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How is Ankylosing Spondylitis Diagnosed?

Ankylosing spondylitis diagnosis involves physical evaluation, imaging tests, and blood tests. Timely diagnosis is crucial for effective management, and health insurance can help alleviate the financial burden of treatment.

  • 12 Feb 2024
  • 2 min read
  • 146 views

Ankylosing spondylitis is an inflammatory arthritis disease primarily affecting the spine and large joints. It affects about 01% to 1% of people worldwide, as per estimation. While the ailment is not curable, it is treatable with a timely ankylosing spondylitis diagnosis and proper treatment procedures under the vigilance and guidance of expert medical professionals.

Depending upon the patient's condition and other medical factors, the symptoms of the illness and its intensity can fluctuate throughout the duration of it. The key to faster recovery, or rather efficient management, is to get diagnosed ASAP.

Moving further, we will explore ways to diagnose this spinal and joint disease while looking into health insurance as a backup to protect you against financial stress during these stressful health concerns.

Diagnosis of Ankylosing Spondylitis

  • The diagnostic procedure for Ankylosing spondylitis includes physical evaluation, imaging tests, lab tests, medications and supportive treatments. 
  • The medical professional evaluates patients and prescribes tests and medications accordingly.
  • Physical evaluation includes checking and observing different spine movements through bending in diverse directions. Doctors usually guide and help patients with motions if a patient is in pain. They might also press on specific points on the pelvis to reproduce pain or move the legs into particular positions.
  • A medical expert might also ask to take a deep breath to check for any difficulties in breathing or expanding the chest.
  • Doctors recommend X-rays and MRI testing for ankylosing spondylitis diagnosis. Imaging tests like X-rays help check transformations in joints and bones. It is called radiographic axial spondyloarthritis. The visible signs and symptoms of ankylosing spondylitis might not be visible in the initial stage of the disease.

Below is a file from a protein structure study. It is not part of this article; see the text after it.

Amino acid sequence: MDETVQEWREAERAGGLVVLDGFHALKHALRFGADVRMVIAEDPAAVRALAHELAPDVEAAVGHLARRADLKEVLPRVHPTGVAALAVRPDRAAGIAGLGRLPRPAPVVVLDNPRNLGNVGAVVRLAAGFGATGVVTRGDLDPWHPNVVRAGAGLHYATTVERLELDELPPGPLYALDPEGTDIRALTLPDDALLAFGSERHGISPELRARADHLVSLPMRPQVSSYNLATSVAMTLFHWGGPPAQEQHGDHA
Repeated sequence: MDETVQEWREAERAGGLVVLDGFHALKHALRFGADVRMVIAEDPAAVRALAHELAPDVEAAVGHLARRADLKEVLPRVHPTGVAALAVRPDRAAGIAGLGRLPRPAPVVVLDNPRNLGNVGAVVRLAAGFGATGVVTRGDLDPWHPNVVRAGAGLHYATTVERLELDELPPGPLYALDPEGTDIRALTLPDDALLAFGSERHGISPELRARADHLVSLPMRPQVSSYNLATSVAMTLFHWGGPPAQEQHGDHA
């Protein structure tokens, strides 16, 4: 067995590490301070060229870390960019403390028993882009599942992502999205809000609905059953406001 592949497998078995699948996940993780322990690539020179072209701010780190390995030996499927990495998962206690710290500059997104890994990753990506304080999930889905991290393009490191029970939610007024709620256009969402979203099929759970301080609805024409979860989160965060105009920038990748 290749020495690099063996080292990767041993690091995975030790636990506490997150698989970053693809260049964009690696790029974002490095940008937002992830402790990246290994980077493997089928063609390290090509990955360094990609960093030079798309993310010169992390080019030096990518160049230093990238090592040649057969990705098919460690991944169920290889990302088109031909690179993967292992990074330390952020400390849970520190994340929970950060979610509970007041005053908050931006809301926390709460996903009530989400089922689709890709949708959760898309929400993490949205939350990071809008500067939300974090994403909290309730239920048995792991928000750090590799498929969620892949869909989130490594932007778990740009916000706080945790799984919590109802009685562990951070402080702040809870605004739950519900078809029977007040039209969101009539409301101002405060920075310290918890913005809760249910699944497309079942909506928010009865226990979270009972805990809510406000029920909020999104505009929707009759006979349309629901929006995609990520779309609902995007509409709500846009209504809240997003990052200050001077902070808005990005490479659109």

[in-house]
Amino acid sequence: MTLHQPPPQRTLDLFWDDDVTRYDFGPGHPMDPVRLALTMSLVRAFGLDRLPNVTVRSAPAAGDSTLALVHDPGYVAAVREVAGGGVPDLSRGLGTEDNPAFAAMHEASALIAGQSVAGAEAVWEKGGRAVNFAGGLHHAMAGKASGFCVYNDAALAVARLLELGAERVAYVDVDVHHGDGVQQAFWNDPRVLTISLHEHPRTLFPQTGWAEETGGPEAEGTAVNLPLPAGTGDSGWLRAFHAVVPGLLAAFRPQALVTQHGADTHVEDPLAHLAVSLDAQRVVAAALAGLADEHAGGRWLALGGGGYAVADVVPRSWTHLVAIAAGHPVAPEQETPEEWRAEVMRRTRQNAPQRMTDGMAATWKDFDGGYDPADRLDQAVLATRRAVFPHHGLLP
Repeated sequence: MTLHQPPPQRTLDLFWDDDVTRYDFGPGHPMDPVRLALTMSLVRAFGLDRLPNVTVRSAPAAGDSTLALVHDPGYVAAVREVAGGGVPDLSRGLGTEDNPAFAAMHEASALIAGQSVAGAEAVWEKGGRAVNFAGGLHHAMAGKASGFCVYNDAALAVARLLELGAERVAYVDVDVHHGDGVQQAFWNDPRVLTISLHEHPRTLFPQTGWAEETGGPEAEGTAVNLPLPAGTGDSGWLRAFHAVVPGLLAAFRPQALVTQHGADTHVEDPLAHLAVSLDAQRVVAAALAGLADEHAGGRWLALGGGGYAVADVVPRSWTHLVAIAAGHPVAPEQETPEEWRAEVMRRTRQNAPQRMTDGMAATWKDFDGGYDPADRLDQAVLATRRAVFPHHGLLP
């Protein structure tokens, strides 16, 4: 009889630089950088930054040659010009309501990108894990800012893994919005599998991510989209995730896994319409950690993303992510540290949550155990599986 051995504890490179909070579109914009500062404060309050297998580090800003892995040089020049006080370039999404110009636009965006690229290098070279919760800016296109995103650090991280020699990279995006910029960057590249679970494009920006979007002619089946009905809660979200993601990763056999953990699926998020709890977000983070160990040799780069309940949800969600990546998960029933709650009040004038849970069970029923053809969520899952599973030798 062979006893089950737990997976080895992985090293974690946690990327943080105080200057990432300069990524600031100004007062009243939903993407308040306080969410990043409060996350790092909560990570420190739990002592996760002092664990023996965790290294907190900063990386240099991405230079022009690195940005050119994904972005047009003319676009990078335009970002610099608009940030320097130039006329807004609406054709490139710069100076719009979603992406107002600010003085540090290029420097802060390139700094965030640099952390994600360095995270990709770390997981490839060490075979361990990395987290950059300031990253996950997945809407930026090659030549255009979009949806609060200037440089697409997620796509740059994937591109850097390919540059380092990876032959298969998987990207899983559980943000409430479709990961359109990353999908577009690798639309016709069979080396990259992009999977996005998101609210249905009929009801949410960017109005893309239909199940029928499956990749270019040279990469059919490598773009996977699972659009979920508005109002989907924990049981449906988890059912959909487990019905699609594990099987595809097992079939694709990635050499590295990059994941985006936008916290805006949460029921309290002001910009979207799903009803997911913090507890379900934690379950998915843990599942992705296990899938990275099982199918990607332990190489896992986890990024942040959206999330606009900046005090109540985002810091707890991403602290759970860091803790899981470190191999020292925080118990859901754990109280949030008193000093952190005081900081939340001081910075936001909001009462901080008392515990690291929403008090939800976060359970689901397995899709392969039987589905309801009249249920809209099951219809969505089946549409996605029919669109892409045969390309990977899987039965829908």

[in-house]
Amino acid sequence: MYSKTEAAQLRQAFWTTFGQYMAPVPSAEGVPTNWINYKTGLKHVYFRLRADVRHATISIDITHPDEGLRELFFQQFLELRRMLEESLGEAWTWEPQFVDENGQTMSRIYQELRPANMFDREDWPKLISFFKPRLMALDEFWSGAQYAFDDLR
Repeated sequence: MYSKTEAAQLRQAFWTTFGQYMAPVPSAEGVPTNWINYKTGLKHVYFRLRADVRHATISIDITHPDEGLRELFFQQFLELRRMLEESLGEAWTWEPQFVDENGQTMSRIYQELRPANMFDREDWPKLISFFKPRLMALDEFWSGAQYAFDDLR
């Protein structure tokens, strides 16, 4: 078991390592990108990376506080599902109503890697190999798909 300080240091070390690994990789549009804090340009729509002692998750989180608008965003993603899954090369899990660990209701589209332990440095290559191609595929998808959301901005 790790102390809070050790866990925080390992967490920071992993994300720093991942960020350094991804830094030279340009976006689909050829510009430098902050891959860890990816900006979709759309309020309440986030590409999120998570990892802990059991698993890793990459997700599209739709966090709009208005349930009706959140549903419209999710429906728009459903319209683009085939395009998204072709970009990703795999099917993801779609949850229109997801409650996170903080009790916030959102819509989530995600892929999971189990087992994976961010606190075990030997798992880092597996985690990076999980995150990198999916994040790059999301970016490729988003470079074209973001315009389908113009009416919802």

• Medical practitioners use Magnetic resonance imaging (MRI) as well to get more precise and detailed images of affected bones and spine. This method of ankylosing spondylitis diagnosis applies radio waves and a strong magnetic field to obtain evidence of non-radiographic axial spondyloarthritis in the early stages of the disease. The treatment costs can be steep, thus a health insurance plan is often a great alternative to deal with the financial burden of the treatment.
  • Doctors might run some blood tests to check markers of inflammation. However, inflammation can be an indicator of many other ailments too. Therefore, we don't yet have specific lab tests for ankylosing spondylitis diagnosis yet. Testing genes like HLA-B27 can provide some information, but again, people might develop the disease even without the HLA-B27 gene.
  • Timely diagnosis is crucial to the treatment and management of ankylosing spondylitis and its symptoms, because it becomes almost irreversible if the complications deepen and aggravate. Treatment for ankylosing spondylitis aims to relieve pain, alleviate bone stiffness, and prevent further complications.

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Conclusion

A variety of methods and their combinations can be used to diagnose the condition while it is still in its relatively early stages. Medical practitioners use these methods to diagnose in time to enable the commencement of treatment early and control the disease before it spreads and becomes almost irreversible. Treatment might include physical therapy, medications, supportive care, and surgery; it depends on the patient's condition. And it may last for a long period of time as well, so ensure that you are properly equipped to deal with the condition and have health insurance to help you take care of it.

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